Anatomical Theatre in the ancient San Gallicano Hospital

It was March 1725 when Pope Benedictus XIII set the cornerstone of a new hospital in Rome, Trastevere quarter, named San Gallicano Hospital.
At the beginning of the XVIII century it became a university teaching place, specialized in dermatology.
At that time an Anatomical Theatre, where classes and practice on dermatology were to be held, was built inside the hospital.
It was commissioned by Pietro Odescalchi and realized by Architect Giacomo Palazzi in 1826, during the papacy of Leone XII.
The Theatre consisted of a rectangular room, with the anatomical table in the middle, and two hemicycles: the first one was used as a waiting room and the other one contained eight display cases for anatomical preparations. The anatomical table doesn't exist anymore with the only exception of the base stone.
By an artistic point of view, the most important elements of the theatre are the "stucco friezes": they were sculptured by Ignazio Sarti and represent legendary events and figures at the origin of medicine.
Along the walls of the semicircle parts, there is described the Asclepius snake landing on the neighbouring Tiber Island: the snake, symbol of medicine, is depicted in all the fresco paintings of the theatre too.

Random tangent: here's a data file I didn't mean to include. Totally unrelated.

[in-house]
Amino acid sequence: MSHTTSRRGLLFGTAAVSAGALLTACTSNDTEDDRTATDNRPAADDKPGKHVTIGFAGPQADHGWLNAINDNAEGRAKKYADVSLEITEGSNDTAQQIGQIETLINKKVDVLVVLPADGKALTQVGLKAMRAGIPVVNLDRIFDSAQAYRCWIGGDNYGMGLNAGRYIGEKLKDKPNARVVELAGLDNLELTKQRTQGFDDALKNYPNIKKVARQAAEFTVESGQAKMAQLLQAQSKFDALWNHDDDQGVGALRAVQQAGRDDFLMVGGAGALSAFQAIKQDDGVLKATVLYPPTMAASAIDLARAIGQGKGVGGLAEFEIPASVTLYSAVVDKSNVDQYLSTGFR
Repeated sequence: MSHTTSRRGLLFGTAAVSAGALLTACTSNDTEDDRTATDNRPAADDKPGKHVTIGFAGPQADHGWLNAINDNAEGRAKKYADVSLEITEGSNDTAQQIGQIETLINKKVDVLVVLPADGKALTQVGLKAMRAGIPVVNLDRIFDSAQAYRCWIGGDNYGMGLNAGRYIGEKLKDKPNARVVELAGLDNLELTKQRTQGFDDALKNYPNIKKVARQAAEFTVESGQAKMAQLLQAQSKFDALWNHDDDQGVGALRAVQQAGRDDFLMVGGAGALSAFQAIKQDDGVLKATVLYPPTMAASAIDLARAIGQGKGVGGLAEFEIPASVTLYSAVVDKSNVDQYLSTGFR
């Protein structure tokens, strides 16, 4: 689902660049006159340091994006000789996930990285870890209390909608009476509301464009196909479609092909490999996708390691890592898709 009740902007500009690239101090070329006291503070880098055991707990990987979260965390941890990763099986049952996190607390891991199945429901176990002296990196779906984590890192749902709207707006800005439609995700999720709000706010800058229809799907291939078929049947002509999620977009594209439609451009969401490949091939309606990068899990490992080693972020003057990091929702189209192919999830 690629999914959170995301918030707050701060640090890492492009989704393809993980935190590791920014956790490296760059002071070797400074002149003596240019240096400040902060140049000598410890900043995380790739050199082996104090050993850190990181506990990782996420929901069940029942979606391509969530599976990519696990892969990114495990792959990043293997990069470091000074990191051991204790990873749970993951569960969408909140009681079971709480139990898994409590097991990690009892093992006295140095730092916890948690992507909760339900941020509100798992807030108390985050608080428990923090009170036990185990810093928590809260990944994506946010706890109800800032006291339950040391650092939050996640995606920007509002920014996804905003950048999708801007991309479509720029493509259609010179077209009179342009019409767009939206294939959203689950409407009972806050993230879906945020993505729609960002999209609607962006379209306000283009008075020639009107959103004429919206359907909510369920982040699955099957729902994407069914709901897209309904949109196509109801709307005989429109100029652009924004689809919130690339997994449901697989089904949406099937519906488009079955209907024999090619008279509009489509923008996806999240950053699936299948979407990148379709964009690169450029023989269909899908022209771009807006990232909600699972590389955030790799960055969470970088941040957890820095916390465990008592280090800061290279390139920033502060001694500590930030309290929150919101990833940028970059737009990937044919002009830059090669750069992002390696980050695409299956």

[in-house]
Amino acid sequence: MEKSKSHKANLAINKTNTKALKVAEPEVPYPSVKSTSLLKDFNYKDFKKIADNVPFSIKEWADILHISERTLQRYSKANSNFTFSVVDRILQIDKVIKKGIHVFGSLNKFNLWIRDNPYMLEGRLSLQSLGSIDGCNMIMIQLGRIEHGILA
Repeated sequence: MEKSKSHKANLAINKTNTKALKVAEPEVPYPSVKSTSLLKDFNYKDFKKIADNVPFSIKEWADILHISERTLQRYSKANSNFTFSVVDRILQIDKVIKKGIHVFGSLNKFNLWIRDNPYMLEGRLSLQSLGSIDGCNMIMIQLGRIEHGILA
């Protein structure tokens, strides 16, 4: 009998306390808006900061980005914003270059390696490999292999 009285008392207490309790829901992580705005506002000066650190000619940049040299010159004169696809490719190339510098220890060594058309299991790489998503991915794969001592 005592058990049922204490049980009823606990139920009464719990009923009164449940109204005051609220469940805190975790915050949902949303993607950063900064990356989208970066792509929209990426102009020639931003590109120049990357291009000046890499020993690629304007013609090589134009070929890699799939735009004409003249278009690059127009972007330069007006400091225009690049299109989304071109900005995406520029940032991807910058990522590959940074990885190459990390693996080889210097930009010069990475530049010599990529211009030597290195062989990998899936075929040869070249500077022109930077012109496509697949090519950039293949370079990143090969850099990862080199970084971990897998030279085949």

Along the side walls two series of medallions portray eighteen historical personalities of the Italian Medical School, among them: Marcello Malpighi, Aulus Cornelius Celsus, Costanzo Varolio and Bartolomeo Eustachi.


Main entrance of the hospital in Via San Gallicano 25



Internal view: the Anatomical Theatre


The marble base stone


Emicycle : in the lower part the snake legend, in the upper part fresco paintings


Detail of a wall painting


Medallions representing historical personalities of the Italian Medical School

  • Photos by Ludovica Puri (February 2012), courtesy of IFO (Istituti Fisioterapici Ospitalieri)
Unless otherwise stated, the content of this page is licensed under Creative Commons Attribution-ShareAlike 3.0 License